The employment of men with lower qualifications instead of women for fear of maternity leave was considered another important barrier. Stereotypes regarding motherhood, pregnancy, or raising children and the resulting assessment of employees mainly through this prism were also mentioned as drawbacks.
Public transport sector stereotypes
Among the respondents, one can see the fear of masculinising the profession. The transport sector is perceived as a typically “male” sector, which discourages women from seeking work in this area. Fear of technology is mentioned as an important barrier – there is a perception that transport is a “rocket science” that cannot be understood and learned. Another factor of a similar nature is the fear of a lack of physical or psychological predisposition to work in this field.
As examples of cultural stereotypes, the respondents expressed the lack of faith of women in their abilities as well as the lack of flexible thinking and overzealous adherence to principles in the management and functioning of public transport. Other barriers also include sexist behaviour based on friends.
Suggestions for indicators
Interlocutors were asked to consider whether there are indicators that could help in assessing whether a given company/organization is pro-fair or not. If they do not exist, they were asked to indicate what factors may indicate that the transport sector is more or less open to women.
One of the groups of such factors may be statistical data:
- % share of women and the elderly in general employed about these groups in society
- Number of training sessions per year
- Number of men’s/women’s toilets and the number of toilets fitted with hygiene products
As another one, it was indicated to carry out an audit of the equality situation in the company (preferably by an external observer), followed by the creation of periodic reports on the subject. The issues that could be included in these documents are:
- Number of training sessions per year
- Employee survey
- Examination / survey regarding relations between employees, the possibility of reporting improper treatment
- Information on the existence of equality training, monitoring the number of participants, an observing implementations
Also, it was proposed to implement a job evaluation system – preferably prepared by an external company, which would be aimed at harmonizing the rules of recruitment, tasks at a given position, and the amount of remuneration. The creation of a code of ethics in the organization was indicated as necessary. The need to improve corporate communication was also expressed through ongoing updating of the intranet or creation of a new tool ensuring an efficient flow of information.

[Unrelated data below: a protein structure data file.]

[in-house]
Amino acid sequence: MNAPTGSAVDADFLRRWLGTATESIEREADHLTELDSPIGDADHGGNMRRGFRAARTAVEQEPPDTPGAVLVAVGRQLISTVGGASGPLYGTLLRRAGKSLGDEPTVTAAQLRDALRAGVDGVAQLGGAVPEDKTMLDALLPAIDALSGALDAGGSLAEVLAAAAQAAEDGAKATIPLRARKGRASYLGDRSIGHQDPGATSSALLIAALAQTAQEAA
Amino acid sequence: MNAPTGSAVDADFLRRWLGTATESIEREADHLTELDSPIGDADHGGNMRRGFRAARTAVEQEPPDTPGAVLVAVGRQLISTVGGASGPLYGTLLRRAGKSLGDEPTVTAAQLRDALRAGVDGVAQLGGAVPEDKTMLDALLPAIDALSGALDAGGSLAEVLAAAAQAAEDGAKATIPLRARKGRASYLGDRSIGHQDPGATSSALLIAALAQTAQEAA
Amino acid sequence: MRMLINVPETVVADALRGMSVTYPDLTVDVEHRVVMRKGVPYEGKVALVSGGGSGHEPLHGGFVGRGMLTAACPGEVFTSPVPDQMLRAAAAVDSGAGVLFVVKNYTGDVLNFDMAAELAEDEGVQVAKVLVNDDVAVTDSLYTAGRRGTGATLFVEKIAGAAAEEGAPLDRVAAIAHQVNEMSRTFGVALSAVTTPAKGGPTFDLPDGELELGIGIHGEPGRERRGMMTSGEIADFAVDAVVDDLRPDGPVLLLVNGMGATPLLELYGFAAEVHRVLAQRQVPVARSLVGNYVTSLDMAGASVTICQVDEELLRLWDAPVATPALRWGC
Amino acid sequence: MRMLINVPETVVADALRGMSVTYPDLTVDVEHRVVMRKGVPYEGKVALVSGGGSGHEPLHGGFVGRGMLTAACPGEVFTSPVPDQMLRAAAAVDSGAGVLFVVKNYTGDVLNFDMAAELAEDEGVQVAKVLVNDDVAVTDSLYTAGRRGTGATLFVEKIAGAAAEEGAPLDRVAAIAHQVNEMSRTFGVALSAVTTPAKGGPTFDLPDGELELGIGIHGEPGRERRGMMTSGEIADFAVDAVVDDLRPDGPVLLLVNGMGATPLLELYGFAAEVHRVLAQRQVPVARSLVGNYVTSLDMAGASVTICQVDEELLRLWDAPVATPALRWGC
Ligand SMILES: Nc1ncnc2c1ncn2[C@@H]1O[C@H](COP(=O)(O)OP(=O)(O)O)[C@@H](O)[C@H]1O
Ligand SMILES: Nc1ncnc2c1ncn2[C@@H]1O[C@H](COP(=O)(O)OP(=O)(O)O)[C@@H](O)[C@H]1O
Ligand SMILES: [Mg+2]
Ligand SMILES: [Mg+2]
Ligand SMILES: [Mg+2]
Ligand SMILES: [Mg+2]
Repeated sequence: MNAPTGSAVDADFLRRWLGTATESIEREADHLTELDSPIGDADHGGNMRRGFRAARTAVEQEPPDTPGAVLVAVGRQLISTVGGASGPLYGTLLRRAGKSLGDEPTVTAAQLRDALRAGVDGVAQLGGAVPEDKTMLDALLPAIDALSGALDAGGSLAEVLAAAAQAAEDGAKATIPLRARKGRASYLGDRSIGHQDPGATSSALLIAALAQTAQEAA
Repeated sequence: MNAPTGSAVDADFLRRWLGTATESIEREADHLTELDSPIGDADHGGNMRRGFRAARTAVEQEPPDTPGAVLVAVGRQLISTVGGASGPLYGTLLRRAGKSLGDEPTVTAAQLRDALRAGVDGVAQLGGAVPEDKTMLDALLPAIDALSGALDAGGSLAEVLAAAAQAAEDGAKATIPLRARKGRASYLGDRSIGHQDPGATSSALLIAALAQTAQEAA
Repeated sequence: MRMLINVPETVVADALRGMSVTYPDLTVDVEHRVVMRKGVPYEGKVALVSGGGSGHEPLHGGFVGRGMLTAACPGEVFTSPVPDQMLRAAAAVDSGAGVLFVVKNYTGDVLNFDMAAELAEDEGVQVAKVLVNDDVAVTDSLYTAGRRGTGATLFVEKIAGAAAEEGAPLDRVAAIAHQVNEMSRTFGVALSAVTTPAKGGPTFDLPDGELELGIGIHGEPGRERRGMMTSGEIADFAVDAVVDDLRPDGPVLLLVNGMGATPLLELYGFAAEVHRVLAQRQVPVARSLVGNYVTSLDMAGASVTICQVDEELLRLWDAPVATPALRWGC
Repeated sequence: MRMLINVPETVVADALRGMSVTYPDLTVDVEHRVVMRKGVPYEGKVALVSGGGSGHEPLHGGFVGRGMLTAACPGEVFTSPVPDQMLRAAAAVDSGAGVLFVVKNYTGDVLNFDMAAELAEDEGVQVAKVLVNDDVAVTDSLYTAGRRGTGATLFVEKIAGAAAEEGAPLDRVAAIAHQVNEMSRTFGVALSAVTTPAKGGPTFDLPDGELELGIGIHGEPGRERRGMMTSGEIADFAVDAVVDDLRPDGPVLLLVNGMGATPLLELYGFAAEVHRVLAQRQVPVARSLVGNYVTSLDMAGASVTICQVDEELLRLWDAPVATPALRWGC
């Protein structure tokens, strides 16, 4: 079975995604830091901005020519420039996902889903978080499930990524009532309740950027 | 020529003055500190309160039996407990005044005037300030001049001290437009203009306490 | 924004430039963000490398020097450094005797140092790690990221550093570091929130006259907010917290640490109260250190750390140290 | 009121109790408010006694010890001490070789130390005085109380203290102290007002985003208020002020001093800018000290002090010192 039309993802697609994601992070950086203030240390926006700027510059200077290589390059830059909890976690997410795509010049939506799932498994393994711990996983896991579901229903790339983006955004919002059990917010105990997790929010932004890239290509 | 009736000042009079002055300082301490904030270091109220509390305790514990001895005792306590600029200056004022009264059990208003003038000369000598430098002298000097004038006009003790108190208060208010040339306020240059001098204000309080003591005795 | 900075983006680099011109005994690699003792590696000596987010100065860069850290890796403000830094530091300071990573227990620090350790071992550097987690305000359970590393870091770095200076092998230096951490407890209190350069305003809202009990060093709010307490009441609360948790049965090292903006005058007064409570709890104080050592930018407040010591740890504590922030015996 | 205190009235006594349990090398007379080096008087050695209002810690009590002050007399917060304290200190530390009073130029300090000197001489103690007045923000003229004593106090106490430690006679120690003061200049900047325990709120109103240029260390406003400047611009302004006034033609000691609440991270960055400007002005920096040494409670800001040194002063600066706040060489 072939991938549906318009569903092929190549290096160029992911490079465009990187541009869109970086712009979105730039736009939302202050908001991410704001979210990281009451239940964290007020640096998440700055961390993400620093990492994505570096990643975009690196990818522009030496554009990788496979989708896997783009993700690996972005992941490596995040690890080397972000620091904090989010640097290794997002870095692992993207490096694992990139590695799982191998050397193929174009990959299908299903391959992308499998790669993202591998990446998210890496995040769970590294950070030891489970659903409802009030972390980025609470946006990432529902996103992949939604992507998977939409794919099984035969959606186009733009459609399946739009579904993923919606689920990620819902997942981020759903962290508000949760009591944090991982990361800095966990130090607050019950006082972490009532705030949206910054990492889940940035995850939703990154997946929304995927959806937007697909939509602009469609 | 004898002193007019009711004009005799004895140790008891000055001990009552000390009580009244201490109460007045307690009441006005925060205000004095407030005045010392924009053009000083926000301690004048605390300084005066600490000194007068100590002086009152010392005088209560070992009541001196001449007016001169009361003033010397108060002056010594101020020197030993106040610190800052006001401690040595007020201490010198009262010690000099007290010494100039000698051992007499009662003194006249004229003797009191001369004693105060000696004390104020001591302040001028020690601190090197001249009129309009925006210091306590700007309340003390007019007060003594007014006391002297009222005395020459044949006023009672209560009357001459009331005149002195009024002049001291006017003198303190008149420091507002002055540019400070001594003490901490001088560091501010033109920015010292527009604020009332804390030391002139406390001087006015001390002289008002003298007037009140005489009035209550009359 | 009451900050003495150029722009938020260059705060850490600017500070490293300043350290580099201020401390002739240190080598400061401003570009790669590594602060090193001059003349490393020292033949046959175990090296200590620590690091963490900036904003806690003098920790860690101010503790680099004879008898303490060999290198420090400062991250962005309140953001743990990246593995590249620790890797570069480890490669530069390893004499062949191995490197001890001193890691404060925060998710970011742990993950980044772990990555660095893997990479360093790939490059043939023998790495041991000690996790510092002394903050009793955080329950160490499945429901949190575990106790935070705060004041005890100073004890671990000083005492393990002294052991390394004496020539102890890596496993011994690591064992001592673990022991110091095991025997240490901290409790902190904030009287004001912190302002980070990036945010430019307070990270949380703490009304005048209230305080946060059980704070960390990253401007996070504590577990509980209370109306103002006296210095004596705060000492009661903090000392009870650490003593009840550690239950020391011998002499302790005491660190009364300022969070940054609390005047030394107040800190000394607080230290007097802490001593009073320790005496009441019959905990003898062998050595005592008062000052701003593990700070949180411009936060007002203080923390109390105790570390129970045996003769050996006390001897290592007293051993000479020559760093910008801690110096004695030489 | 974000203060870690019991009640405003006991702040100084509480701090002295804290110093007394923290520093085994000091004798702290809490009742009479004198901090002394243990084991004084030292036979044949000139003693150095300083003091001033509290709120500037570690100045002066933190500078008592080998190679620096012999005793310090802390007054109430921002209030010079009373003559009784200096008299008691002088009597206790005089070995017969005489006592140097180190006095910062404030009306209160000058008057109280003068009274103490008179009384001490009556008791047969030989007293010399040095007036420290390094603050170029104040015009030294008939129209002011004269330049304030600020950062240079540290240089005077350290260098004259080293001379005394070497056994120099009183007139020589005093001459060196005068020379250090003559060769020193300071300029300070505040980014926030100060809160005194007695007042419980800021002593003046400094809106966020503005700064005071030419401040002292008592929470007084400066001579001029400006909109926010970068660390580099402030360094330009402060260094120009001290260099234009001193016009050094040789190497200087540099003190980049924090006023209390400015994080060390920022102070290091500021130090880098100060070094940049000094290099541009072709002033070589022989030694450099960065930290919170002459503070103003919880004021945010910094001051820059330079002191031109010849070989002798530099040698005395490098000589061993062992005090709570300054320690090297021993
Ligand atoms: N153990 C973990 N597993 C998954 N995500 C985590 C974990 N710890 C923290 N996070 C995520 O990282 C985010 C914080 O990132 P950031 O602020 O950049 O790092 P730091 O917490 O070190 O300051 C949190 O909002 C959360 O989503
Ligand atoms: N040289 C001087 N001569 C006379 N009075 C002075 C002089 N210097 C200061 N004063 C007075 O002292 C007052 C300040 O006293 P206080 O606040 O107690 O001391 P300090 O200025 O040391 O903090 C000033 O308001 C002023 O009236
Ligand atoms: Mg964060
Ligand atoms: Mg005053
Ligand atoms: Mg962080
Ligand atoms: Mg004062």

To sum up
The research showed that while it is not possible to create a clear and universal definition of fairness, it is possible to specify a catalogue of factors that describe the ideal condition. We also managed to identify women’s specific needs that relate to infrastructure, work organization, open information, a sense of stability, and training. At this point, it should be emphasized that none of the interlocutors indicated any cases in which she would feel openly and fully discriminated against on the grounds of her sex.
Respondents also described significant barriers that limit their employment and work in the transport sector. Important issues in this area are issues related to motherhood and stereotypes functioning in the sector and society.
Thanks to the involvement of people taking part in the survey, it was possible to create a list of features conclusive to the inclusion of women in the public transport industry and measures indicating greater or lesser openness of the transport to women.
Specialist for research and analysis in Analysis Department of ZTM. DIAMOND is his first HORIZON2020 project.
Senior specialist in national and international cooperation in Department of European Funds of ZTM. Coordinates and makes European projects in ZTM a success.
The Public Transport Authority in Warsaw (ZTM), Poland, is responsible for planning, organizing and coordination of the city’s public transport. The budgetary unit of the City of Warsaw is one of DIAMOND’s solution testers, with the goal to analyse women’s needs and expectations of public transport and get insight about how to improve their services and implement new mobility forms.